Today, it’s a “do-more-with-less” world in healthcare. It gets even more complicated with funding shortfalls. How can today’s hospitals achieve highest value from their capital improvement programs despite inevitable spending barriers? It is a dilemma.

The key is proper planning. In almost 50 years in the business, KMD has seen many mistakes when it comes to healthcare systems. Relying on decades of experience, we have identified four strategies to increase choices, confidence, and flexibility, all of which can be used separately or in combination to offer administrators more control and predictability. 

Strategy 1: Think bigger picture
It is difficult to step out of the narrow confines of your perspective and see the proverbial forest for the trees. However, when it comes to healthcare capital improvements, there is much to be gained from pulling back and taking a 30,000-foot view of the entire national park.

Market studies and projections should drive long-term institutional goals. But here is the key: The system doesn’t have to go down this path alone. Strategic partnering opportunities exist in the very communities for which the system serves, opportunities that create win-win-win strategies to add value and lower costs for all the partnered entities.

One successful example is the transformation of a 1960s county-owned-and-operated hospital in El Paso, Texas, into the much larger University Medical Center (UMC) of El Paso. The hospital’s leadership and the county government came together and decided to expand and modernize the existing hospital through a county bond election.

Such community-wide resolve helped convince Texas Tech University to expand its El Paso Health Sciences Campus, establish a new four-year medical school, and announce a new school of nursing. Then, the City of El Paso created a 440-acre enterprise zone to attract medical, pharmacological, and informatics entities to the future site.

The project was well underway when the U.S. Department of Defense selected Fort Bliss to be one of its major military bases, which stimulated the local economy with expanded population and construction. Through greatly improved management, the hospital district was able to show a consistent annual operating profit, provide an increasing array of new services, and meet the needs of indigent patients without seeking increases in the parcel tax paid by county property owners.

These situations together created a positive climate to attain yet another long-term community dream—a children’s hospital for El Paso that was subsequently approved by voters in 2008. The entire program of expanding and revitalizing UMC and opening El Paso Children's Hospital was undertaken by the KMD Architects design team in 2006 and completed in early 2012.

UMC now has a reputation as a prestigious academic medical center and a revitalized campus. This is a win-win-win for all the strategic partners.


Strategy 2: Options, options, options
Options are the life blood of a good facility master plan. They offer decision-makers the freedom of choice when you arrive at a fork in the road of future scenarios. Creating multiple options and vetting them equally allows the healthcare system to undergo an apples-to-apples comparison in relation to the stated goals of the project.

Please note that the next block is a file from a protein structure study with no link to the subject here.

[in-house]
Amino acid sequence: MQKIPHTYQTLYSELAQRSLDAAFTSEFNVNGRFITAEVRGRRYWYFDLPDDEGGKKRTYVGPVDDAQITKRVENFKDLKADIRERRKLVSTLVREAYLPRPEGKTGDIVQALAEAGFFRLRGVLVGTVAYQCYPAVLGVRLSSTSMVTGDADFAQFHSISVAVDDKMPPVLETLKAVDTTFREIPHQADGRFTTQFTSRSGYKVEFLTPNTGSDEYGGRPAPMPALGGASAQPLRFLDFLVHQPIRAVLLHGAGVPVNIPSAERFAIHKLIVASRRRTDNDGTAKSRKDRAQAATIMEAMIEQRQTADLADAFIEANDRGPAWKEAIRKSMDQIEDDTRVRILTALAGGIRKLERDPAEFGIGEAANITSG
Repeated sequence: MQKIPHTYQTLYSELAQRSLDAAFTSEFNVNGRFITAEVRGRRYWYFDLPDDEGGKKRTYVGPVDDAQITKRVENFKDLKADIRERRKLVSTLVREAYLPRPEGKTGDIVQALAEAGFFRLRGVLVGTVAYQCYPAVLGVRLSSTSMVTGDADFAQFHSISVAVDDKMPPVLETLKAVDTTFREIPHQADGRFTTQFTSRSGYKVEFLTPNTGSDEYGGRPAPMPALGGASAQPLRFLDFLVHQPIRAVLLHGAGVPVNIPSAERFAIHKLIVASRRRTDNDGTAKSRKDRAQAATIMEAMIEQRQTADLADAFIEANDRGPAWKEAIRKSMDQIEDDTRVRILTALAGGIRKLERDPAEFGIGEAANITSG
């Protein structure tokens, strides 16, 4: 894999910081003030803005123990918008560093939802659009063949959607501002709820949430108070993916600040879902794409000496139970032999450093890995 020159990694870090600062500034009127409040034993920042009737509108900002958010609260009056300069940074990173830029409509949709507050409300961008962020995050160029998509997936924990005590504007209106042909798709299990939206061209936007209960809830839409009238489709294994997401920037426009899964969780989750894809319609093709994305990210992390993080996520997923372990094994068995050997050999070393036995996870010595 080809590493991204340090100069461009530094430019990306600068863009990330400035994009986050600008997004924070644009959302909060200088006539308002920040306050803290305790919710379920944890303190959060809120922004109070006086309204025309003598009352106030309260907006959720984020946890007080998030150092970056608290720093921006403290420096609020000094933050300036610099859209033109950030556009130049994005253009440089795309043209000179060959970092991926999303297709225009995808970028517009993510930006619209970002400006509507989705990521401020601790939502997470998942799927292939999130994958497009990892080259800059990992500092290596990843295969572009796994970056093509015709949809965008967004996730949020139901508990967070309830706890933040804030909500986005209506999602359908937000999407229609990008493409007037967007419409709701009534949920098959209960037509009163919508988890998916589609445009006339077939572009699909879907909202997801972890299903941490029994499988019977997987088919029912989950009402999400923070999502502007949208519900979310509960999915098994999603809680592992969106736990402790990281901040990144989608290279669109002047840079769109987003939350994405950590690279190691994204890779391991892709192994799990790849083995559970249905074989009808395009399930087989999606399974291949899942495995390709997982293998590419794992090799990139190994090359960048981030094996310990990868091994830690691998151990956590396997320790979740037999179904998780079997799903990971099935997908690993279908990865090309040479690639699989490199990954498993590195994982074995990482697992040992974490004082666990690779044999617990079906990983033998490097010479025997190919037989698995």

KMD planners analyze each option across a wide range of scenarios that the healthcare system may encounter. These scenarios include industry-wide trends, community changes in demographics, economic trends, prospective new legislation, and—not to be forgotten—the healthcare system’s competition.

For physical planning and design alternatives, we establish criteria appropriate to the options at hand. Capital cost, life cycle cost, potential operational savings, and even aspects of sustainability are all important components to weigh.

In order to assess and summarize their performance, it is helpful to employ a matrix matching all integrated business and facility options under a full range of scenarios for the future. Through this process, we ascertain which options will respond best to the full gamut of good and bad times, high and low levels of reimbursement, positive or negative community acceptance, and the behavior of potential competitors.

This process was employed successfully to analyze various building configurations for the new replacement acute care pavilion at El Camino Hospital in Mountain View, California. Building options varied from a tall, vertically stacked structure with minimal site coverage to those with a lower profile that covered much more ground.

Through the process, several influential criteria emerged that influenced consensus on a preferable configuration. Tall buildings of more than seven levels would not respond well during seismic events, required more steel, and would therefore cost considerably more than low-rise options. This process revealed that a lower silhouette offered floors of sufficient size to achieve ideal departmental adjacencies.

By examining all of the options equally, the team settled on a configuration of five levels that met both community expectations and hospital needs.


Strategy 3: Open areas create flexible options
Upon selection of the preferred alternative, the next challenge is facility flexibility. Whether it is patient rooms, highly specialized surgeries, or common areas, each component presents intrinsic and important issues driving its size and orientation.

It is similar to training for optimal strength and endurance. Sure, you can go to the gym every day and bench press your body weight, but focusing solely on building upper body strength doesn’t do anything to increase the amount of weight you can squat or how fast you can run.

Instead, it is the process of cross training that allows your body to efficiently reach its full potential of physical fitness. The same is true with healthcare systems; you want to be healthy enough to flex your muscles.